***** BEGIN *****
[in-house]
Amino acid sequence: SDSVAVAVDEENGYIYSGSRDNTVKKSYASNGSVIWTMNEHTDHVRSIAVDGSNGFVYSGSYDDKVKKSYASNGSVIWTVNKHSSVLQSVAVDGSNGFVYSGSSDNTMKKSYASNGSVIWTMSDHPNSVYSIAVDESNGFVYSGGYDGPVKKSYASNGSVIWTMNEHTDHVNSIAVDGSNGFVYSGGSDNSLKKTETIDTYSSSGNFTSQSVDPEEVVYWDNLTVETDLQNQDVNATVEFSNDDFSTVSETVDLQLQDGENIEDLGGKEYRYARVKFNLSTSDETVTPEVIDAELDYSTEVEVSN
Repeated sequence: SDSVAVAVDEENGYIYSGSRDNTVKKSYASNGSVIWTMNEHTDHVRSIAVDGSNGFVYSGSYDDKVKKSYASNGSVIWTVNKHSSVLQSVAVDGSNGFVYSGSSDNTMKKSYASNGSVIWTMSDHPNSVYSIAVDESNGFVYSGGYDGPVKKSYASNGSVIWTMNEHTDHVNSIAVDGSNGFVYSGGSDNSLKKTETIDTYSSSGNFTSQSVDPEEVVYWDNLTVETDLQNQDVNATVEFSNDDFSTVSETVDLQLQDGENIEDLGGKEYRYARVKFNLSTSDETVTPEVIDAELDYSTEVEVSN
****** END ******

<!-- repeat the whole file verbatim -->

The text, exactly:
[in-house]
Amino acid sequence: SDSVAVAVDEENGYIYSGSRDNTVKKSYASNGSVIWTMNEHTDHVRSIAVDGSNGFVYSGSYDDKVKKSYASNGSVIWTVNKHSSVLQSVAVDGSNGFVYSGSSDNTMKKSYASNGSVIWTMSDHPNSVYSIAVDESNGFVYSGGYDGPVKKSYASNGSVIWTMNEHTDHVNSIAVDGSNGFVYSGGSDNSLKKTETIDTYSSSGNFTSQSVDPEEVVYWDNLTVETDLQNQDVNATVEFSNDDFSTVSETVDLQLQDGENIEDLGGKEYRYARVKFNLSTSDETVTPEVIDAELDYSTEVEVSN
Repeated sequence: SDSVAVAVDEENGYIYSGSRDNTVKKSYASNGSVIWTMNEHTDHVRSIAVDGSNGFVYSGSYDDKVKKSYASNGSVIWTVNKHSSVLQSVAVDGSNGFVYSGSSDNTMKKSYASNGSVIWTMSDHPNSVYSIAVDESNGFVYSGGYDGPVKKSYASNGSVIWTMNEHTDHVNSIAVDGSNGFVYSGGSDNSLKKTETIDTYSSSGNFTSQSVDPEEVVYWDNLTVETDLQNQDVNATVEFSNDDFSTVSETVDLQLQDGENIEDLGGKEYRYARVKFNLSTSDETVTPEVIDAELDYSTEVEVSN